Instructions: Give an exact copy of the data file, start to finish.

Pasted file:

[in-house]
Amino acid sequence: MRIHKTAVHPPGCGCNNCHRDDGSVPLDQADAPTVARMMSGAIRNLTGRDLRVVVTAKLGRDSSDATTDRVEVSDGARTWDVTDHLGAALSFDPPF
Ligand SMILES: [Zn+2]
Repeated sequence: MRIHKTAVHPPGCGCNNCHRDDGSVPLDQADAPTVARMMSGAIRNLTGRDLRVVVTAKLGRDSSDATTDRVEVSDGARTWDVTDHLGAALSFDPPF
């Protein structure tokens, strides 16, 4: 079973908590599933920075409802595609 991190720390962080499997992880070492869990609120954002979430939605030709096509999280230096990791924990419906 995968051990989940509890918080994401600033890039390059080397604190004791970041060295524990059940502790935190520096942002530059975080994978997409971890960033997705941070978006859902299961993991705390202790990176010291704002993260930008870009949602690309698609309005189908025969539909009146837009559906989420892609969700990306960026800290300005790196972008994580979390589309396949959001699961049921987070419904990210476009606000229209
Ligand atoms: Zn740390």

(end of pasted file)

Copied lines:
[in-house]
Amino acid sequence: MRIHKTAVHPPGCGCNNCHRDDGSVPLDQADAPTVARMMSGAIRNLTGRDLRVVVTAKLGRDSSDATTDRVEVSDGARTWDVTDHLGAALSFDPPF
Ligand SMILES: [Zn+2]
Repeated sequence: MRIHKTAVHPPGCGCNNCHRDDGSVPLDQADAPTVARMMSGAIRNLTGRDLRVVVTAKLGRDSSDATTDRVEVSDGARTWDVTDHLGAALSFDPPF
């Protein structure tokens, strides 16, 4: 079973908590599933920075409802595609 991190720390962080499997992880070492869990609120954002979430939605030709096509999280230096990791924990419906 995968051990989940509890918080994401600033890039390059080397604190004791970041060295524990059940502790935190520096942002530059975080994978997409971890960033997705941070978006859902299961993991705390202790990176010291704002993260930008870009949602690309698609309005189908025969539909009146837009559906989420892609969700990306960026800290300005790196972008994580979390589309396949959001699961049921987070419904990210476009606000229209
Ligand atoms: Zn740390």